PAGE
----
Working with an Online and Offline Computer when using GnuPG - Best Practice?

Pete Stephenson pete at
Tue Oct 10 09:26:54 CEST 2017

On Mon, Oct 9, 2017, at 06:53 PM, Stefan Claas wrote:
> I read once here on the Mailing List that one should only use
> trusted USB devices, whatever that means, when using an USB
> device.

If you must use USB devices for some reason, take a look at the
flash drive.

It's designed specifically to protect against "badUSB", where the
controller and firmware can be compromised. The controller has the
developer's public key baked in during manufacture. The firmware is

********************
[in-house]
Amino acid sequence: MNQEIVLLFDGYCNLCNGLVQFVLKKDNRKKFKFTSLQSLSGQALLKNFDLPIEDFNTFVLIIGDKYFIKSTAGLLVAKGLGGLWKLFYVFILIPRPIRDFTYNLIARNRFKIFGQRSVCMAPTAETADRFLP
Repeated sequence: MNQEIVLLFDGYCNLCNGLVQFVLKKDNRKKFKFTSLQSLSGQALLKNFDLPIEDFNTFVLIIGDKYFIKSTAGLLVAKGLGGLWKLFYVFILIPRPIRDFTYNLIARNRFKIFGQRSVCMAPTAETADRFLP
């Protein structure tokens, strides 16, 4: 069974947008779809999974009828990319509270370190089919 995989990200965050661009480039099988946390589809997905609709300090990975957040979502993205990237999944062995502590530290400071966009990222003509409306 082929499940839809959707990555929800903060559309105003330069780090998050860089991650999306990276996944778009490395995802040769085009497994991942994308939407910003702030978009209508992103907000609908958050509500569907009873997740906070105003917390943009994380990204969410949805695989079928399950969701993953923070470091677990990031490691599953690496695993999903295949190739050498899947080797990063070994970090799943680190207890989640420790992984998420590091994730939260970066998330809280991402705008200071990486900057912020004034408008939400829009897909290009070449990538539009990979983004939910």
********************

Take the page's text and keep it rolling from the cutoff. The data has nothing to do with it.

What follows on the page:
signed and can only be loaded once (no provision is made for
in-the-field firmware updates). The controller verifies the firmware and
its signature at every power-on. If a malicious actor had physical
access and re-flashed the firmware, the controller would notice and fail
to load.

It also has a physical write-protect switch that can prevent unwanted

It's a plain flash drive and doesn't have built-in encryption (though
the company sells those too) but it should have a higher assurance of
not being compromised or compromisable at the hardware level than a
typical off-the-shelf USB device.

I use it with my offline Raspberry Pi 2 that I use for private key
operations for my primary keys (as opposed to subkeys, which are on
smartcards). The Pi 2 uses LUKS for encrypting the microSD card it uses
for storage and is never connected to the network. It's more than
adequate in terms of performance and is cheap enough that I have a bunch
lying around the house anyway. ;)


Pete Stephenson

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